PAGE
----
Jeffrey D. Allred, Deseret News
LEHI — Good news, Mitt Romney fans. Amid all the too-close-to-call projections for next week's presidential election, alongside the myriad of polls that place both President Barack Obama and Romney inside the margin of error for victory, comes a prediction that is unequivocal.
"Oh, he'll win, absolutely," Fraser Bullock declares.
Bullock is co-founder and managing director of Sorenson Capital, a private equity firm based at Thanksgiving Point. Backing the right horse, or company, is how he stays in business. Due diligence is what he does.
He's studied the data on the race for president. He's crunched the numbers.
"I'm very analytical," he says. "When I watch the polls and trends and patterns from past elections, when I see an incumbent with less than 50 percent favorability, they all point to a Mitt Romney presidency."
So, yeah, this is the same Fraser Bullock who is one of Mitt Romney's closest friends.
So factor in the bias factor.
But knowing him as well as he does only increases his confidence.
"He works incredibly hard," says Bullock of Romney. "He's very, very smart, and he refuses to fail. I've seen that firsthand."
It's been 32 years since they met. Bullock was a 25-year-old MBA graduate from BYU. Romney was a 33-year-old vice president at the management-consulting firm of Bain & Co., in Boston.
Romney also had attended BYU, several years ahead of Bullock, but he wasn't the connection that got Bullock the job. Two BYU professors, Ken Woolley and Pete Clark, knew people inside Bain & Co. and went to bat for Bullock, who became the first BYU hire at a firm that typically recruits from Harvard or Stanford (Romney's post-graduate alma maters).
From 1980 through 1984, Bullock and Romney worked together at Bain & Co. At that point, they joined with five other partners to start a private equity firm they called Bain Capital. That relationship lasted until 1986, when Bullock accepted a position with another company and moved on.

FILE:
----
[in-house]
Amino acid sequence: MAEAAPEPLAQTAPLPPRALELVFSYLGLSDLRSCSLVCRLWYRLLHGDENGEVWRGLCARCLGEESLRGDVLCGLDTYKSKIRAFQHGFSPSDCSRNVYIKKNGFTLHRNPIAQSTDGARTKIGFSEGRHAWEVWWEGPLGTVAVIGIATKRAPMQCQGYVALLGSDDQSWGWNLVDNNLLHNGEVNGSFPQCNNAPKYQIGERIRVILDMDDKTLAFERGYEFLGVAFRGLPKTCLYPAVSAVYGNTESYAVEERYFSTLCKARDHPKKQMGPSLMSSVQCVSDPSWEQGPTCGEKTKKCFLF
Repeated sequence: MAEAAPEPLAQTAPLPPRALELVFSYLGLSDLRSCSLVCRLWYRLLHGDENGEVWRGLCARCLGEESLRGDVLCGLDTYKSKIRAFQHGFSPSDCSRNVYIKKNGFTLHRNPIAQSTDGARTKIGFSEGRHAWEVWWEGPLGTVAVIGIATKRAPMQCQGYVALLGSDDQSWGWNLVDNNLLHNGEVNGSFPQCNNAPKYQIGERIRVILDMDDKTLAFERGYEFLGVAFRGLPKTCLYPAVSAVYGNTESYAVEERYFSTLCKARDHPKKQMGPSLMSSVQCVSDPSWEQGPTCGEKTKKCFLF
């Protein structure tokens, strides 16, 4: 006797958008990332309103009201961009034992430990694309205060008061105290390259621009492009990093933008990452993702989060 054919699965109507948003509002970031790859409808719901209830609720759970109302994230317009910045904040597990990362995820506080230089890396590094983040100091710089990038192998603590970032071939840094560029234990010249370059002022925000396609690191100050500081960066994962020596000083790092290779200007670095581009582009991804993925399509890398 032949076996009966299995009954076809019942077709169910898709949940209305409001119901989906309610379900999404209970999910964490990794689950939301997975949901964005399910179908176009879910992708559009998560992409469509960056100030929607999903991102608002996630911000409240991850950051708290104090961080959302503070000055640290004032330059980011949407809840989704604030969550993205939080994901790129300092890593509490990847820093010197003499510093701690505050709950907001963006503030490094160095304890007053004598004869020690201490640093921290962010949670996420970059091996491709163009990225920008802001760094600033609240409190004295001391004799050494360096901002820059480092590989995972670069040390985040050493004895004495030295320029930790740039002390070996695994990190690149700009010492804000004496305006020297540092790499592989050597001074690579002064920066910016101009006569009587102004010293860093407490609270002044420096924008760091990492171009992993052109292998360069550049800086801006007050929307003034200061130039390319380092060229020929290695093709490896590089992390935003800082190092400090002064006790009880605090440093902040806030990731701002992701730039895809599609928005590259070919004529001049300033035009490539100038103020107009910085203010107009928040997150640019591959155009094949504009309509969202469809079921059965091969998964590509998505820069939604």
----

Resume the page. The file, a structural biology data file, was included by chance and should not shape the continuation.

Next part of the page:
Bullock and Romney kept in touch only peripherally for the next 13 years, until the Salt Lake Olympics unexpectedly reunited them.
In 1999, Romney had left Bain Capital to take over as Winter Olympics CEO and tried to shore up the organizing committee, besieged by allegations of bribery. He called on his old pal Bullock to take over as chief operating officer and chief financial officer.
Just like that, they were back in the saddle, the Lewis & Clark of the Salt Lake Games. They faced a budget deficit when they started; they had a $100 million surplus two and a half years later when they finished.
"We worked every day together, we traveled the world together, we built this fantastic partnership where we trusted each other very, very deeply," Bullock says.
They talked about anything and everything. But there was one thing they didn't talk about.
"I never once heard him talk about the presidency," Bullock says.
The closest the subject ever came up was when Bullock wrote in his journal that he was so impressed by Romney's abilities that he thought he ought to run for president.
He did not share this sentiment with Romney.
Although, if Romney wins this Tuesday, count on it suddenly becoming a collector's item.
But even if Romney never talked about running for president, Bullock maintains the Utah Olympics played a huge part in putting him on the path to the presidency.
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